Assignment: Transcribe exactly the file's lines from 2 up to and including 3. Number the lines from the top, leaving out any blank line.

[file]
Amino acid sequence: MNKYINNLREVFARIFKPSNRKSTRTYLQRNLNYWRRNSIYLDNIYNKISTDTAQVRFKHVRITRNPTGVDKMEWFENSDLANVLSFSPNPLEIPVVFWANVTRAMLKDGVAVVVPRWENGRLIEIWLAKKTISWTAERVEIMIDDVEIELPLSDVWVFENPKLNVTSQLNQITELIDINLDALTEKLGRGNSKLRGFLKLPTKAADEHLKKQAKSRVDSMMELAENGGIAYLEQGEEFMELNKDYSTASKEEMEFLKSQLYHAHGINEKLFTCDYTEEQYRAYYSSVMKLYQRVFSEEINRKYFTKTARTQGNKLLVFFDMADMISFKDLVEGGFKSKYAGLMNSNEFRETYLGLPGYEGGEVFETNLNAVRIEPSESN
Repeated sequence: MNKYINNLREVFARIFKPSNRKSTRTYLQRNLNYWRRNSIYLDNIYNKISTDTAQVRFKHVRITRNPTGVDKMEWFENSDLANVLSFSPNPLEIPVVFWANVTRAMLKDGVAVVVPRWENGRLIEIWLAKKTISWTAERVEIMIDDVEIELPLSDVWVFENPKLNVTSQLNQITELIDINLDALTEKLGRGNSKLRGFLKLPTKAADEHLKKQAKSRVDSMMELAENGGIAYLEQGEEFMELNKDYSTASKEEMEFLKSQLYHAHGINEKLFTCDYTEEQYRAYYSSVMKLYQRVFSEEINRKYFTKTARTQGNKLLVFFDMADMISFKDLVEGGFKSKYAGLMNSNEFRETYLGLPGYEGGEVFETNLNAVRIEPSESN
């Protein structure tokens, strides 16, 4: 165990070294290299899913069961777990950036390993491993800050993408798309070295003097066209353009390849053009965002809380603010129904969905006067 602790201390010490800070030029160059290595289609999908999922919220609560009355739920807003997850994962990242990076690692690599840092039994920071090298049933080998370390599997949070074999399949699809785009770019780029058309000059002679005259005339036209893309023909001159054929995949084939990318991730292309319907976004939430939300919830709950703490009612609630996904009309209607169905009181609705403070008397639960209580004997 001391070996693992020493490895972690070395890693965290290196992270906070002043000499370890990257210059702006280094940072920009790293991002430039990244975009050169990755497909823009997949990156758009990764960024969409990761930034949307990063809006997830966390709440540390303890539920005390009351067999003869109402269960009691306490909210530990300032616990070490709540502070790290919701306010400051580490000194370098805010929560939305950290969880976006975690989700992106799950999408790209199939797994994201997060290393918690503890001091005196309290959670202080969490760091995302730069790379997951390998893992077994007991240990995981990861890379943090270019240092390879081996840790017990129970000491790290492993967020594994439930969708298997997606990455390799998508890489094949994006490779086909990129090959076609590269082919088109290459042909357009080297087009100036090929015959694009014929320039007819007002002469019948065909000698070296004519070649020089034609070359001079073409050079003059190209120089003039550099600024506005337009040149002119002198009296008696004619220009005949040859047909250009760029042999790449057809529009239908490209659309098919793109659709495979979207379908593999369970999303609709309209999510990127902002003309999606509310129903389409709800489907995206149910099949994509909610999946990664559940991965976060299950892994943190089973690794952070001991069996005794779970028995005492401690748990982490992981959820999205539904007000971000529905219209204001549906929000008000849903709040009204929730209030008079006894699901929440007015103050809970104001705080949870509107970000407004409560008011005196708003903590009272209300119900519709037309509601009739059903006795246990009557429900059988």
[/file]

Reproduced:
Repeated sequence: MNKYINNLREVFARIFKPSNRKSTRTYLQRNLNYWRRNSIYLDNIYNKISTDTAQVRFKHVRITRNPTGVDKMEWFENSDLANVLSFSPNPLEIPVVFWANVTRAMLKDGVAVVVPRWENGRLIEIWLAKKTISWTAERVEIMIDDVEIELPLSDVWVFENPKLNVTSQLNQITELIDINLDALTEKLGRGNSKLRGFLKLPTKAADEHLKKQAKSRVDSMMELAENGGIAYLEQGEEFMELNKDYSTASKEEMEFLKSQLYHAHGINEKLFTCDYTEEQYRAYYSSVMKLYQRVFSEEINRKYFTKTARTQGNKLLVFFDMADMISFKDLVEGGFKSKYAGLMNSNEFRETYLGLPGYEGGEVFETNLNAVRIEPSESN
């Protein structure tokens, strides 16, 4: 165990070294290299899913069961777990950036390993491993800050993408798309070295003097066209353009390849053009965002809380603010129904969905006067 602790201390010490800070030029160059290595289609999908999922919220609560009355739920807003997850994962990242990076690692690599840092039994920071090298049933080998370390599997949070074999399949699809785009770019780029058309000059002679005259005339036209893309023909001159054929995949084939990318991730292309319907976004939430939300919830709950703490009612609630996904009309209607169905009181609705403070008397639960209580004997 001391070996693992020493490895972690070395890693965290290196992270906070002043000499370890990257210059702006280094940072920009790293991002430039990244975009050169990755497909823009997949990156758009990764960024969409990761930034949307990063809006997830966390709440540390303890539920005390009351067999003869109402269960009691306490909210530990300032616990070490709540502070790290919701306010400051580490000194370098805010929560939305950290969880976006975690989700992106799950999408790209199939797994994201997060290393918690503890001091005196309290959670202080969490760091995302730069790379997951390998893992077994007991240990995981990861890379943090270019240092390879081996840790017990129970000491790290492993967020594994439930969708298997997606990455390799998508890489094949994006490779086909990129090959076609590269082919088109290459042909357009080297087009100036090929015959694009014929320039007819007002002469019948065909000698070296004519070649020089034609070359001079073409050079003059190209120089003039550099600024506005337009040149002119002198009296008696004619220009005949040859047909250009760029042999790449057809529009239908490209659309098919793109659709495979979207379908593999369970999303609709309209999510990127902002003309999606509310129903389409709800489907995206149910099949994509909610999946990664559940991965976060299950892994943190089973690794952070001991069996005794779970028995005492401690748990982490992981959820999205539904007000971000529905219209204001549906929000008000849903709040009204929730209030008079006894699901929440007015103050809970104001705080949870509107970000407004409560008011005196708003903590009272209300119900519709037309509601009739059903006795246990009557429900059988």